Japan activated an elite marine unit for the first time since World War II to counter China — and it's getting ready for its first naval exercise

Hugh Peterswald/Pacific Press/LightRocket via Getty Images
  • Japan has been beefing up its military in recent years, diverging from the pacifist stance adopted after World War II.
  • That shift has included the activation of an elite amphibious unit for the first time since that war.
  • That unit is now slated for its first naval exercise before the end of the year – an exercise meant to counter China’s assertive moves in the region.

Just a few months after activating its elite Amphibious Rapid Deployment Brigade for the first time since World War II, Japan plans to send the crisis-response force modelled off the US Marine Corps on its first naval exercise before the end of the year.

Japan disbanded its military after World War II, but it has grown its armed forces in recent years and established the ARDB in late March as part of an effort to counter increasing Chinese activity in the East China Sea and around the region.

The new unit – tasked with defending Japan’s remote islands – carried out its first training exercise in early April.

Tokyo has not said where the naval exercise will take place, but analysts have said that the Senkaku Islands – which Japan administers but are claimed by China as the Diaoyu Islands and by Taiwan as the Diaoyutai Islands – may be an area of operations for the new, roughly 2,100-member ARDB, according to Taiwan News.

It’s also not yet known what the exercise will entail, though it may include approaching and securing an island or islands.

The unit, which is based in southwest Japan, specialises in operations involving AAV-7 amphibious vehicles, MV-22 Osprey tilt-rotor aircraft, and Chinook helicopters.

The unit was reportedly modelled after US Marine Corps Marine Expeditionary Units, which are deployed abroad for extended periods for training and for rapid response to crises, whether it’s a natural disaster or a conflict. Japanese officials received advice from US advisers about the ARDB’s formation.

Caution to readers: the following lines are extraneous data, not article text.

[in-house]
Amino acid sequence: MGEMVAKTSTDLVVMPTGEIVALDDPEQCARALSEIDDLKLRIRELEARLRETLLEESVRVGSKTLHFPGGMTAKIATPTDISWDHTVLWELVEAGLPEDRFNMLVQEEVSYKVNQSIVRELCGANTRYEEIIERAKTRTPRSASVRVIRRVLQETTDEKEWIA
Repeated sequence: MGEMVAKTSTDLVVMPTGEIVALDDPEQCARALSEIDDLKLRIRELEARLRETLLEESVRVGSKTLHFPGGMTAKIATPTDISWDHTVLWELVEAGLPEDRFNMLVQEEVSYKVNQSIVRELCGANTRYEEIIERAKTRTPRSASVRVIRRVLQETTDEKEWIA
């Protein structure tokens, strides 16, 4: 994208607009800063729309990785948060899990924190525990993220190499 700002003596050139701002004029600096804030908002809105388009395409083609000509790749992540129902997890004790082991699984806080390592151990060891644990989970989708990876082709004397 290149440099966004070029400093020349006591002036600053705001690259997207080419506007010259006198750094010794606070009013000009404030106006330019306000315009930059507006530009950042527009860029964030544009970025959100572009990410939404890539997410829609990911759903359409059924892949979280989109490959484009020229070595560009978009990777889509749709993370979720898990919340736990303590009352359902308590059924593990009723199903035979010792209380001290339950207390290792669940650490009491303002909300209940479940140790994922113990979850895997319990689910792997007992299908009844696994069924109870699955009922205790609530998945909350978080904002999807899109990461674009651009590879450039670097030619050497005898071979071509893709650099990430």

“The Amphibious Rapid Deployment Brigade will show to the international society our firm resolve to defend our islands,” a senior Japanese Defence Ministry official said in April.

The expanding role and capabilities of Japan’s military are controversial subjects. The country adopted a pacifist constitution after World War II, eschewing offensive military operations. Recent years have seen a push to strengthen the military, led by the hawkish government of Prime Minister Shinzo Abe.

The decision to reactivate the ARDB was a contentious one, as it gave Japan’s Self-Defence Force the ability to land in enemy territory. Such concerns are balanced against worries over China’s increasingly assertive actions in the region.

The ARDB’s first naval exercise appears to be a response to Beijing’s recent naval exercises around Taiwan, including drills in the Yellow Sea between August 10 and 13, a window that overlapped with Taiwanese President Tsai Ing-wen’s departure for a trip to the US and Latin America.

The latter region is home to 10 of Taiwan’s remaining 18 formal allies – China has lured away two of Taipei’s Latin American allies over the past year.

The Chinese naval drills included air-defence and anti-missile live-fire exercises – meant to counter the capabilities of the US, Japan, and other militaries active in the region.

The formation of the ARDB is not the only move Japan has made to bolster its military or to counter China. The country has pursued external alliances and partnerships as part of that effort, but much of its focus has been on internal reforms.

It lifted a ban on military exports in 2014, and in 2015 the Japanese parliament approved a law allowing the country’s military to mobilize overseas under certain conditions. Japan’s 2017 military budget was its largest ever.

In March, Japan’s Ground Self-Defence Force carried out its largest reorganization since 1954, creating unified commands and launching the ARDB.

More recently, the government said it would raise the maximum age for military recruits from 26 to 32, hoping to expand the pool of potential soldiers that has shrunk due to low birth rates and an ageing population.

“Other countries, like Japan, are really … reinvigorating their own military capability or reforming the constitution, like Abe has tried to do,” Hervé Lemahieu, a research fellow at Australian think tank the Lowy Institute, told Business Insider in May. “That’s also been called internal rebalancing by the Japanese.”

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